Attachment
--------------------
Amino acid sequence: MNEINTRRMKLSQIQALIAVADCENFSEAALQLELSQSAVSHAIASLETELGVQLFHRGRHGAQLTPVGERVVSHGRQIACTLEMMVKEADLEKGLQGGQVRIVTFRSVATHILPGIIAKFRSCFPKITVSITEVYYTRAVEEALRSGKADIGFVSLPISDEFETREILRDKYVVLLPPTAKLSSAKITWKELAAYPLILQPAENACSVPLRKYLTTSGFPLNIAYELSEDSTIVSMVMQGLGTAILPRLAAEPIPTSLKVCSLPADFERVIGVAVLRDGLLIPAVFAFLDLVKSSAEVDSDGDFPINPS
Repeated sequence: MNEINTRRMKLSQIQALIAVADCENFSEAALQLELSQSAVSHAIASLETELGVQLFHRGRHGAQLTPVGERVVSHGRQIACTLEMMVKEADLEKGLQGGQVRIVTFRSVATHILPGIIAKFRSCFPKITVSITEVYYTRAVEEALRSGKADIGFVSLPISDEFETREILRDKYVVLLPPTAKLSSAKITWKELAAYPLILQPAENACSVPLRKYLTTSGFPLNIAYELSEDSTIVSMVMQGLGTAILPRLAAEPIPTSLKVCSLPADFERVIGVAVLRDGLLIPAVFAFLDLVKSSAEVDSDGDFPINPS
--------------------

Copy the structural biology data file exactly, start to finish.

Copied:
Amino acid sequence: MNEINTRRMKLSQIQALIAVADCENFSEAALQLELSQSAVSHAIASLETELGVQLFHRGRHGAQLTPVGERVVSHGRQIACTLEMMVKEADLEKGLQGGQVRIVTFRSVATHILPGIIAKFRSCFPKITVSITEVYYTRAVEEALRSGKADIGFVSLPISDEFETREILRDKYVVLLPPTAKLSSAKITWKELAAYPLILQPAENACSVPLRKYLTTSGFPLNIAYELSEDSTIVSMVMQGLGTAILPRLAAEPIPTSLKVCSLPADFERVIGVAVLRDGLLIPAVFAFLDLVKSSAEVDSDGDFPINPS
Repeated sequence: MNEINTRRMKLSQIQALIAVADCENFSEAALQLELSQSAVSHAIASLETELGVQLFHRGRHGAQLTPVGERVVSHGRQIACTLEMMVKEADLEKGLQGGQVRIVTFRSVATHILPGIIAKFRSCFPKITVSITEVYYTRAVEEALRSGKADIGFVSLPISDEFETREILRDKYVVLLPPTAKLSSAKITWKELAAYPLILQPAENACSVPLRKYLTTSGFPLNIAYELSEDSTIVSMVMQGLGTAILPRLAAEPIPTSLKVCSLPADFERVIGVAVLRDGLLIPAVFAFLDLVKSSAEVDSDGDFPINPS